Smoking could substantially increase the risk of developing multiple sclerosis, say scientists.
Smoking can cause other serious illnesses
A study of 22,000 Norwegians found smokers were 1.8 times more likely to develop MS than non-smokers.
The increase in risk was greater in men than in women, said researchers from the University of Bergen, writing in the journal Neurology.
Experts believe a combination of factors, genetic and environmental, may be to blame for the damaging illness.
MS happens when the immune system launches an attack the protective sheath around nerve cells, causing periods of fatigue and weakness as this interferes with the passage of nerve signals.
These attacks can leave patients progressively disabled, and there are no treatments that can completely halt its progress forever.
However, scientists are unsure as to the precise reasons for the errant immune system response.
The Norwegian researchers found that the risk was increased for smokers regardless of whether they had quit by the time symptoms appeared, or were still smoking.
They looked at 22,312 people aged between 40 and 47, asking them about their smoking habits, and whether they had been diagnosed with MS.
MS remains relatively rare - from this group, there were 87 people with the condition.
However, men who smoked were 2.75 times more likely to have been diagnosed with MS, women smokers 1.61 times more likely.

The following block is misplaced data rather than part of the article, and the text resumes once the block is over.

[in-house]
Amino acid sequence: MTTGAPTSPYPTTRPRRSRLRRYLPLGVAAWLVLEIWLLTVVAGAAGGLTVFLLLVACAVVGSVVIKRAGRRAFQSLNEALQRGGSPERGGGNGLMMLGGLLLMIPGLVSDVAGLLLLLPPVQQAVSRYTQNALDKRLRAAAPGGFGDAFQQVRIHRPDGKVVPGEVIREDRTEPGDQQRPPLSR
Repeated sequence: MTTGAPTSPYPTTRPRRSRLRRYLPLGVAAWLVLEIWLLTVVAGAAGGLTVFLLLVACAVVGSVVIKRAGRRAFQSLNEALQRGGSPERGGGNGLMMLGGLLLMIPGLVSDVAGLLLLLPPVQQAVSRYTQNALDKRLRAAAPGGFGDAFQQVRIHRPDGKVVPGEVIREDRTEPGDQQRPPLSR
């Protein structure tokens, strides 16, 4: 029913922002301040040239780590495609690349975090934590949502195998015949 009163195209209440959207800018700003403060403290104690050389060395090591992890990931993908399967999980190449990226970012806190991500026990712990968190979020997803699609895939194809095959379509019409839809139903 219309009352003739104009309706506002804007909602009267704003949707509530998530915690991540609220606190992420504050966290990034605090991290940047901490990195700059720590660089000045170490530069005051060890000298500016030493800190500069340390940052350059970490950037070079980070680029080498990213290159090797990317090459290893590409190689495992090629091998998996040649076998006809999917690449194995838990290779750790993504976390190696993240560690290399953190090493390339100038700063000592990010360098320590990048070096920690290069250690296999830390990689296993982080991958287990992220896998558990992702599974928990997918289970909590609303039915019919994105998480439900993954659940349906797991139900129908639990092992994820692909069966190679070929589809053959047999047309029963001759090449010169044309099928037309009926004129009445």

This does not mean that - even for a smoker - the risk of developing MS becomes high.
The disease generally emerged 15 years on average after the start of smoking.
Dr Trond Riise, who led the study, said: "This is one more reason for young people to avoid smoking.
"Hopefully, these results will help us learn more about what causes MS by looking at how smoking affects the onset of the disease."
Smoking has already been linked to other "autoimmune" disorders, in which the immune system launches attacks on the body.
And it has already been conclusively associated with an increased risk of lung cancer, heart disease and stroke.
Dr Gary Franklin, a neurologist at the University of Washington School of Public Health and Community Medicine in Seattle, said that it was likely that smoking might help bring on the disease in someone whose genetic makeup made them vulnerable.
He said: "Neither having the susceptible genes by themselves, nor being exposed to the environmental factors alone, is enough to cause the disease."
A spokeswoman for the anti-tobacco group Action on Smoking and Health (Ash)
said: "We know smoking increases
the risk of about 50 different diseases including lung cancer, heart disease,
stroke, emphysema, diabetes and TB. Now it appears to be linked to MS as well.
"Since MS is an autoimmune disease it suggests that an effect on the immune
system is involved, which is something else to worry about.
"There are probably
all sorts of other diseases smoking could be implicated in that we don't know
Mike O'Donovan, chief executive of the Multiple Sclerosis Society, said: "These are interesting findings which, as the researcher says, need further investigation.
"We must also remember that more than one factor, including a persons genetic make-up, is almost certainly involved in whether MS occurs."